The Montreal Impact suffered a disappointing result in their MLSdebut, but they hope to take advantage of what's expected to be afull house in their home opener.The Impact go for their first win Saturday when they take on theChicago Fire, who will be without starting goaltender Sean Johnsonin their season opener.After playing in various other leagues for nearly two decades,Montreal joined the MLS, becoming the league's 19th team. TheImpact weren't able to pick up a win in their debut, losing 2-0 toVancouver last Saturday."The disappointing part is that it happened so quickly into thegame,'' said coach Jesse Marsch, whose team gave up the first goalin the fourth minute. "We don't even give ourselves a chance forthe game to settle in, and we're already down 1-0."While nerves could be blamed for the poor start, Montreal didhave its chances, putting seven shots on goal.The Impact will try for better results in their home opener atOlympic Stadium. Montreal announced that more than 50,000 ticketshave been sold."Now that we have a game under our belt, we'll be more focusedon exactly what the game is going to require," Marsch, a member ofthe Fire from 1998-2005, told the league's official website. "Wehave enough guys who have played in front of big crowds and in biggames. It's going to be a good opportunity to show the city who weare."Chicago will be looking to quiet that full stadium in itsopener."They'll be trying as much as possible to play the crowd and tointimidate us and the officials," said forward Dominic Oduro, wholed the Fire with 12 goals last season. "I believe we have a goodteam in terms of experience in chemistry to go in and get pointsout of it."The Fire missed the playoffs for a second straight year in 2011despite finishing strong after a poor start, going 7-1-2 in theirfinal 10 games.A big reason for that success was the play of Johnson. He gaveup 12 goals during that 10-game stretch, though he'll miss thefirst three contests this season while playing for the UnitedStates in CONCACAF Olympic qualifying action.Chicago has not said whether it will start veteran Jay Nolly or23-year-old Paolo Tornaghi in his place."Jay is an experienced guy, and Paolo, his experience isdifferent," coach Frank Klopas told the Fire's official website."He's not the kid out of the draft or college, he's been in a goodenvironment. We're comfortable with either choice."Chicago returns most of last season's roster, including Oduroand Patrick Nyarko, who had a team-best nine assists.The Fire added some depth behind them in Colombian midfielderRafael Robayo and German defender Arne Friedrich, who appeared in82 games for his national team.With Montreal playing in front of what should be an emotionalcrowd, Chicago's goal is to get off to a quick start."It would be huge to go in and get an early goal to take themout of it and calm us down," Oduro said.Copyright 2012 Associated Press. All rights reserved. This material may not be published, broadcast, rewritten, or redistributed.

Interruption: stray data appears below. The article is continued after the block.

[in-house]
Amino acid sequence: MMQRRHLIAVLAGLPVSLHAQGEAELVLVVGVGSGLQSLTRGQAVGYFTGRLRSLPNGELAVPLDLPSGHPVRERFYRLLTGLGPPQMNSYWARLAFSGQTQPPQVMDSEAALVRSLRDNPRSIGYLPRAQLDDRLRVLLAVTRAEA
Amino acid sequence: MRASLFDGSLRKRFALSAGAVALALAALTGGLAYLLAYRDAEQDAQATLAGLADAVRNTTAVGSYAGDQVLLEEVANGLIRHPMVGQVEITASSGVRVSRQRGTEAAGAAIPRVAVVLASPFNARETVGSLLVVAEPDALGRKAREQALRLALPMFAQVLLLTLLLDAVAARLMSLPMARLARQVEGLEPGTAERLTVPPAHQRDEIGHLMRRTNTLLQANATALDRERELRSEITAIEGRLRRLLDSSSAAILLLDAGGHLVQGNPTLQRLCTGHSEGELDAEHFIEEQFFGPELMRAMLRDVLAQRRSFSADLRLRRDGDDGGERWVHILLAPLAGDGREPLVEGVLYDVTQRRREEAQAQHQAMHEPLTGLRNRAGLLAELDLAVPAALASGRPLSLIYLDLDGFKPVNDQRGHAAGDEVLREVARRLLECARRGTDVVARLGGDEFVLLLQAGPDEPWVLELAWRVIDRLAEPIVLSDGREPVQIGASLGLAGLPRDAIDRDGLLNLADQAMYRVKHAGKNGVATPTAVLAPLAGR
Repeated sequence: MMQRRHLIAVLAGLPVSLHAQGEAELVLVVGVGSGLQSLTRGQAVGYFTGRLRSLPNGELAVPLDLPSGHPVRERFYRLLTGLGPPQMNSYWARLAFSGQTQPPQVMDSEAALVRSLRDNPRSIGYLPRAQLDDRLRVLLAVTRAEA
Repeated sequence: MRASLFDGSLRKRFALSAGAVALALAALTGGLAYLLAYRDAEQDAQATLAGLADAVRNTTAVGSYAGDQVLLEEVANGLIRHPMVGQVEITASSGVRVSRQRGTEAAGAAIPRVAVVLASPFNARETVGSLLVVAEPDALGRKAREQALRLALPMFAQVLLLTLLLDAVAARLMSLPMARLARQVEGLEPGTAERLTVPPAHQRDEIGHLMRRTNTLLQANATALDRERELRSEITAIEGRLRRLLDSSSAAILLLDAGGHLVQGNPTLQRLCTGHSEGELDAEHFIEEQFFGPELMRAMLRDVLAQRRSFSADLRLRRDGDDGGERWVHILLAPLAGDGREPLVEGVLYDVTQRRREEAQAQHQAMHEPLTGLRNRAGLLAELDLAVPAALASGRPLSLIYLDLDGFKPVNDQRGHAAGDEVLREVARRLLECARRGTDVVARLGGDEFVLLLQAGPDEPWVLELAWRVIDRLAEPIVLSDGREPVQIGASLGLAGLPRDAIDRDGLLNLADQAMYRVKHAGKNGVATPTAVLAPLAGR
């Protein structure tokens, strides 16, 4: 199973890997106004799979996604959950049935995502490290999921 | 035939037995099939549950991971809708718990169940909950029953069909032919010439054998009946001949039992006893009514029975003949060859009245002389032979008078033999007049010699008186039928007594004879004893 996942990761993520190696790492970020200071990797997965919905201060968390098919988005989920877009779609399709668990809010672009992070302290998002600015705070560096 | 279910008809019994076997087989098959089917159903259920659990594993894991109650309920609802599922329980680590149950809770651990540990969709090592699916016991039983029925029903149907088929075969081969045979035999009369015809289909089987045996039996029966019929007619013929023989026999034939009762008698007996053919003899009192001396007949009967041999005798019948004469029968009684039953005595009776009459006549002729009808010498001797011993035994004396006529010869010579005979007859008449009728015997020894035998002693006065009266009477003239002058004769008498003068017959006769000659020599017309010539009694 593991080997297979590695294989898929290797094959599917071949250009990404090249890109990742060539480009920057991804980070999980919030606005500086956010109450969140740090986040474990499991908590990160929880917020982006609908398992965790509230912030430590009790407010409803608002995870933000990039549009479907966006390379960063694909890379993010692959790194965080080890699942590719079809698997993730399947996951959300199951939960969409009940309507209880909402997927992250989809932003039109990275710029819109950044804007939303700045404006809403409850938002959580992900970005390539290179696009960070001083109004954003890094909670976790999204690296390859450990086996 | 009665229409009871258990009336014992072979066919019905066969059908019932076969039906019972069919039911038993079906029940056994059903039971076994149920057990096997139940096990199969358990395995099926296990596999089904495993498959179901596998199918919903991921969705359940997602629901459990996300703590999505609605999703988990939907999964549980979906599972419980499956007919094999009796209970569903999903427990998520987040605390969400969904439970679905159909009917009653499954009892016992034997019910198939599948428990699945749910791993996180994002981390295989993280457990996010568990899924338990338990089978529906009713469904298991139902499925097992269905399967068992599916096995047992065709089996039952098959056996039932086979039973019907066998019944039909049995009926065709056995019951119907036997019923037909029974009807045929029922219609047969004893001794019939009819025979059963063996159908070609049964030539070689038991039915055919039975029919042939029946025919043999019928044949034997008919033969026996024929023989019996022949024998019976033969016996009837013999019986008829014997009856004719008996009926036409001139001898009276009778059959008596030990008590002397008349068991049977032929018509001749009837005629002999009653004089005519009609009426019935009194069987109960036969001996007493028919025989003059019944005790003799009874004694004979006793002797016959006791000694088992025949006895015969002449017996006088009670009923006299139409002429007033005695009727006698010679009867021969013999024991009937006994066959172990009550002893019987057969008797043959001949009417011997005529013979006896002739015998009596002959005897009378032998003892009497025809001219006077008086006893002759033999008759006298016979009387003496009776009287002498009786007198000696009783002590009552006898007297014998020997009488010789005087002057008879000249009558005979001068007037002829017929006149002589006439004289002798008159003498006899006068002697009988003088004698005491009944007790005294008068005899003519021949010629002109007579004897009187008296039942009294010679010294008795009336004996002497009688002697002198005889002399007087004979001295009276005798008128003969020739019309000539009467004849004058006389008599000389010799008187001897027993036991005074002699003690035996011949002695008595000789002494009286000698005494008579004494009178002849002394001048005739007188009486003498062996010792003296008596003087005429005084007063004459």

The Bears were not at their best against the New England Patriots on Sunday. They made plenty of mistakes on all three phases and gave Tom Brady too many opportunities to control the game.
It wasn’t all bad from Chicago, though. Trey Burton emerged as a new favorite weapon of Mitchell Trubisky, and the tight end was the Bears’ highest-graded player in the game by Pro Football Focus.
Burton had a career high 11 targets, nine catches and 126 yards with a touchdown, giving Trubisky a 144.7 passer rating when targeting his top tight end.
Seven of Burton’s targets and six of his catches traveled 10 or more yards in the air, according to PFF.
Defensively, safety Adrian Amos led the pack with a 74.6 overall grade. He did not miss a tackle after missing a career-high five last week, and he allowed only one catch for eight yards against the Patriots.
On the bottom of the scale, outside linebacker Leonard Floyd received the second-lowest grade of his career (38.9 overall) for his performance. He did not record any pressure on the quarterback in 13 pass rushing snaps, and he allowed two catches for 13 yards and a touchdown in coverage against running back James White.